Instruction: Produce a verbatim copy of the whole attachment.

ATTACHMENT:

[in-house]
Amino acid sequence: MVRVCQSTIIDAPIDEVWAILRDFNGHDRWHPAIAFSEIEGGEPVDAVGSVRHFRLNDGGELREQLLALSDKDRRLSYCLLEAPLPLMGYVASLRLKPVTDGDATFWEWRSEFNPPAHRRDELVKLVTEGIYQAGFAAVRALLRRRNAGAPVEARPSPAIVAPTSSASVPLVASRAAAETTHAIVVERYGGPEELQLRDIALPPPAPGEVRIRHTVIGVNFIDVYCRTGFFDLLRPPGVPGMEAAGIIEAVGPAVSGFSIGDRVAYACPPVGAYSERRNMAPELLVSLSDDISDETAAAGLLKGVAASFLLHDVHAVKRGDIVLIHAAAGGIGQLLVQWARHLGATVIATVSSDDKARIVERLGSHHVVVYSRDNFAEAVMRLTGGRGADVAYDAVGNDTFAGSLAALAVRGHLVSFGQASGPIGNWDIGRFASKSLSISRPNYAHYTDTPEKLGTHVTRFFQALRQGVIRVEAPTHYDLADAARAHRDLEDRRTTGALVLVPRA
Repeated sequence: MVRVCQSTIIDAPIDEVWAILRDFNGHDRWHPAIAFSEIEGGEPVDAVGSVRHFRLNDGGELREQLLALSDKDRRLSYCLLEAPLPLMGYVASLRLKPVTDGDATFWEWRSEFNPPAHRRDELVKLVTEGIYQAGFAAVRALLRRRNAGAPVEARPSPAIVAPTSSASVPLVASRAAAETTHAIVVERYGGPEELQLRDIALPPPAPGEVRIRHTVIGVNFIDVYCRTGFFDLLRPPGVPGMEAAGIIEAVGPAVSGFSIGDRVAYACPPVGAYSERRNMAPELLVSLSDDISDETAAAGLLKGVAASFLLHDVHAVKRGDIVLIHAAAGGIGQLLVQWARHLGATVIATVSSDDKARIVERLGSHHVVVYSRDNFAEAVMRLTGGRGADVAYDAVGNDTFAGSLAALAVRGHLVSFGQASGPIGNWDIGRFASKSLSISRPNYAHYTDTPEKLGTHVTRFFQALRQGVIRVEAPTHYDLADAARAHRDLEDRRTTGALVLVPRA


[in-house]
Amino acid sequence: MVRVCQSTIIDAPIDEVWAILRDFNGHDRWHPAIAFSEIEGGEPVDAVGSVRHFRLNDGGELREQLLALSDKDRRLSYCLLEAPLPLMGYVASLRLKPVTDGDATFWEWRSEFNPPAHRRDELVKLVTEGIYQAGFAAVRALLRRRNAGAPVEARPSPAIVAPTSSASVPLVASRAAAETTHAIVVERYGGPEELQLRDIALPPPAPGEVRIRHTVIGVNFIDVYCRTGFFDLLRPPGVPGMEAAGIIEAVGPAVSGFSIGDRVAYACPPVGAYSERRNMAPELLVSLSDDISDETAAAGLLKGVAASFLLHDVHAVKRGDIVLIHAAAGGIGQLLVQWARHLGATVIATVSSDDKARIVERLGSHHVVVYSRDNFAEAVMRLTGGRGADVAYDAVGNDTFAGSLAALAVRGHLVSFGQASGPIGNWDIGRFASKSLSISRPNYAHYTDTPEKLGTHVTRFFQALRQGVIRVEAPTHYDLADAARAHRDLEDRRTTGALVLVPRA
Repeated sequence: MVRVCQSTIIDAPIDEVWAILRDFNGHDRWHPAIAFSEIEGGEPVDAVGSVRHFRLNDGGELREQLLALSDKDRRLSYCLLEAPLPLMGYVASLRLKPVTDGDATFWEWRSEFNPPAHRRDELVKLVTEGIYQAGFAAVRALLRRRNAGAPVEARPSPAIVAPTSSASVPLVASRAAAETTHAIVVERYGGPEELQLRDIALPPPAPGEVRIRHTVIGVNFIDVYCRTGFFDLLRPPGVPGMEAAGIIEAVGPAVSGFSIGDRVAYACPPVGAYSERRNMAPELLVSLSDDISDETAAAGLLKGVAASFLLHDVHAVKRGDIVLIHAAAGGIGQLLVQWARHLGATVIATVSSDDKARIVERLGSHHVVVYSRDNFAEAVMRLTGGRGADVAYDAVGNDTFAGSLAALAVRGHLVSFGQASGPIGNWDIGRFASKSLSISRPNYAHYTDTPEKLGTHVTRFFQALRQGVIRVEAPTHYDLADAARAHRDLEDRRTTGALVLVPRA